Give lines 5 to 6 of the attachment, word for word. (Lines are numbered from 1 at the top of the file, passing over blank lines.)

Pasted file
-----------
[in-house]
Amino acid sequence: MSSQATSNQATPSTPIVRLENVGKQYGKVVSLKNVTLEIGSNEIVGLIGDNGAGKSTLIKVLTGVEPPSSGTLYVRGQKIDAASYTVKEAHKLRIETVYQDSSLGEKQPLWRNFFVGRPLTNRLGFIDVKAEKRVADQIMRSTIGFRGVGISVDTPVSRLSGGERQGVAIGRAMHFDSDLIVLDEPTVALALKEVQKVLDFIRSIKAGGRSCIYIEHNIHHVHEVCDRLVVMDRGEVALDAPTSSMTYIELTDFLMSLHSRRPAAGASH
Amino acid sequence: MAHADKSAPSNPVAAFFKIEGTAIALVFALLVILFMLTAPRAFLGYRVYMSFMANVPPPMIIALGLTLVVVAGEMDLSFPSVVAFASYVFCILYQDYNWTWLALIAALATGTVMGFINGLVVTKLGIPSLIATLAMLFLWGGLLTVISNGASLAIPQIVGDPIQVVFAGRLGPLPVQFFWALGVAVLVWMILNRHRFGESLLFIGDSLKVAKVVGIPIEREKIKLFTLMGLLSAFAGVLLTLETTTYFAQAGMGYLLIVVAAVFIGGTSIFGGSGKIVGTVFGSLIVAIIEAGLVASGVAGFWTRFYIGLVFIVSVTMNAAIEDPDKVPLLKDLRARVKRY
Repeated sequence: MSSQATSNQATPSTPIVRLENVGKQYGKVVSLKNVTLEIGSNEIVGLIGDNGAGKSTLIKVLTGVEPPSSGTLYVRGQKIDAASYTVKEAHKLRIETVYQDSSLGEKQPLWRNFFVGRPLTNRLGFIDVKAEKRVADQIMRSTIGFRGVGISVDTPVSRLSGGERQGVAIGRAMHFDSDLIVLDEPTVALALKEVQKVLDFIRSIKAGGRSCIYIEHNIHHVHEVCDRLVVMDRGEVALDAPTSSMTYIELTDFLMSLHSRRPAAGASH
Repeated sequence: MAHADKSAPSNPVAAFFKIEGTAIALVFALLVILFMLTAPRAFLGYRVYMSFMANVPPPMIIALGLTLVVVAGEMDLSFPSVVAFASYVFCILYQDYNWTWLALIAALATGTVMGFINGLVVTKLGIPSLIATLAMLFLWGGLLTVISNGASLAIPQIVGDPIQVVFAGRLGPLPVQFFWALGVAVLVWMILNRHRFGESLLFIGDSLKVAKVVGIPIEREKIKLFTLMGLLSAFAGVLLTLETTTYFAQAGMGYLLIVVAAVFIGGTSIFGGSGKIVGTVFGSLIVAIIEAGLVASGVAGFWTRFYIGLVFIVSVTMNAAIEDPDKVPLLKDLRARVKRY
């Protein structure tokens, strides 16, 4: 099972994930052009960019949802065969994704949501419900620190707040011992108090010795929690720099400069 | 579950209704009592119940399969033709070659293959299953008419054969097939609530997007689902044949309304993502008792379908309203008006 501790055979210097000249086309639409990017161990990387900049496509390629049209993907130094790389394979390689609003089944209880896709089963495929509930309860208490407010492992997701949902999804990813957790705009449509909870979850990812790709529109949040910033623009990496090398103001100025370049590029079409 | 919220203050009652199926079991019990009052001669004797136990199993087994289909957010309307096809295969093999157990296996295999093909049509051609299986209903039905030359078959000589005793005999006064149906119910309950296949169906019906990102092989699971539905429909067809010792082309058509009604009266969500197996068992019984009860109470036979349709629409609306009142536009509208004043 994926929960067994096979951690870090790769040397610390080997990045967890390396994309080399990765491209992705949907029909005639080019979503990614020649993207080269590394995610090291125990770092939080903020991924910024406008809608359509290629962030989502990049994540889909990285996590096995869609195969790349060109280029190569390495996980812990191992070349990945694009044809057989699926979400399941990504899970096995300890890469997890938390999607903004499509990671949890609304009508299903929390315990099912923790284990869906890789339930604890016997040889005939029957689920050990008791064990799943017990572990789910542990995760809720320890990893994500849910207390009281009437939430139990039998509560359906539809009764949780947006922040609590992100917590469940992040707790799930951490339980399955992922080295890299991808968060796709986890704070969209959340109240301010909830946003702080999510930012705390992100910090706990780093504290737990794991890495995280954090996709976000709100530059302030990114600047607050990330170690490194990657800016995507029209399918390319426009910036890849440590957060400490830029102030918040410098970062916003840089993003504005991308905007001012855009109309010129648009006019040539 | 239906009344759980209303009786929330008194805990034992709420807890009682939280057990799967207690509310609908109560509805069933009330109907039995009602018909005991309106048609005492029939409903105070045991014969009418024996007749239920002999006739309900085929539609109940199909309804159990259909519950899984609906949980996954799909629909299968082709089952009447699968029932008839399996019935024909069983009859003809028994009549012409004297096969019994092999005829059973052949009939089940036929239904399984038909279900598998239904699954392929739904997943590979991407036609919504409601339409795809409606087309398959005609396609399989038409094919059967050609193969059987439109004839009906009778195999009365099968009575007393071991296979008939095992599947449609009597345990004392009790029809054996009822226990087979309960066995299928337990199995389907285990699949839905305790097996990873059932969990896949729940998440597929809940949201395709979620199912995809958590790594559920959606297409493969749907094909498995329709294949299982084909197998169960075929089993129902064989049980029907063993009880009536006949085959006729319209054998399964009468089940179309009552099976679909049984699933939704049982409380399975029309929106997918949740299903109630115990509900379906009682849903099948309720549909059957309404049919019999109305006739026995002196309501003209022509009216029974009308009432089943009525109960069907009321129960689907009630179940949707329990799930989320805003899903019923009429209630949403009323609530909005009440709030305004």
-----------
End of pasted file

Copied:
Repeated sequence: MAHADKSAPSNPVAAFFKIEGTAIALVFALLVILFMLTAPRAFLGYRVYMSFMANVPPPMIIALGLTLVVVAGEMDLSFPSVVAFASYVFCILYQDYNWTWLALIAALATGTVMGFINGLVVTKLGIPSLIATLAMLFLWGGLLTVISNGASLAIPQIVGDPIQVVFAGRLGPLPVQFFWALGVAVLVWMILNRHRFGESLLFIGDSLKVAKVVGIPIEREKIKLFTLMGLLSAFAGVLLTLETTTYFAQAGMGYLLIVVAAVFIGGTSIFGGSGKIVGTVFGSLIVAIIEAGLVASGVAGFWTRFYIGLVFIVSVTMNAAIEDPDKVPLLKDLRARVKRY
């Protein structure tokens, strides 16, 4: 099972994930052009960019949802065969994704949501419900620190707040011992108090010795929690720099400069 | 579950209704009592119940399969033709070659293959299953008419054969097939609530997007689902044949309304993502008792379908309203008006 501790055979210097000249086309639409990017161990990387900049496509390629049209993907130094790389394979390689609003089944209880896709089963495929509930309860208490407010492992997701949902999804990813957790705009449509909870979850990812790709529109949040910033623009990496090398103001100025370049590029079409 | 919220203050009652199926079991019990009052001669004797136990199993087994289909957010309307096809295969093999157990296996295999093909049509051609299986209903039905030359078959000589005793005999006064149906119910309950296949169906019906990102092989699971539905429909067809010792082309058509009604009266969500197996068992019984009860109470036979349709629409609306009142536009509208004043 994926929960067994096979951690870090790769040397610390080997990045967890390396994309080399990765491209992705949907029909005639080019979503990614020649993207080269590394995610090291125990770092939080903020991924910024406008809608359509290629962030989502990049994540889909990285996590096995869609195969790349060109280029190569390495996980812990191992070349990945694009044809057989699926979400399941990504899970096995300890890469997890938390999607903004499509990671949890609304009508299903929390315990099912923790284990869906890789339930604890016997040889005939029957689920050990008791064990799943017990572990789910542990995760809720320890990893994500849910207390009281009437939430139990039998509560359906539809009764949780947006922040609590992100917590469940992040707790799930951490339980399955992922080295890299991808968060796709986890704070969209959340109240301010909830946003702080999510930012705390992100910090706990780093504290737990794991890495995280954090996709976000709100530059302030990114600047607050990330170690490194990657800016995507029209399918390319426009910036890849440590957060400490830029102030918040410098970062916003840089993003504005991308905007001012855009109309010129648009006019040539 | 239906009344759980209303009786929330008194805990034992709420807890009682939280057990799967207690509310609908109560509805069933009330109907039995009602018909005991309106048609005492029939409903105070045991014969009418024996007749239920002999006739309900085929539609109940199909309804159990259909519950899984609906949980996954799909629909299968082709089952009447699968029932008839399996019935024909069983009859003809028994009549012409004297096969019994092999005829059973052949009939089940036929239904399984038909279900598998239904699954392929739904997943590979991407036609919504409601339409795809409606087309398959005609396609399989038409094919059967050609193969059987439109004839009906009778195999009365099968009575007393071991296979008939095992599947449609009597345990004392009790029809054996009822226990087979309960066995299928337990199995389907285990699949839905305790097996990873059932969990896949729940998440597929809940949201395709979620199912995809958590790594559920959606297409493969749907094909498995329709294949299982084909197998169960075929089993129902064989049980029907063993009880009536006949085959006729319209054998399964009468089940179309009552099976679909049984699933939704049982409380399975029309929106997918949740299903109630115990509900379906009682849903099948309720549909059957309404049919019999109305006739026995002196309501003209022509009216029974009308009432089943009525109960069907009321129960689907009630179940949707329990799930989320805003899903019923009429209630949403009323609530909005009440709030305004």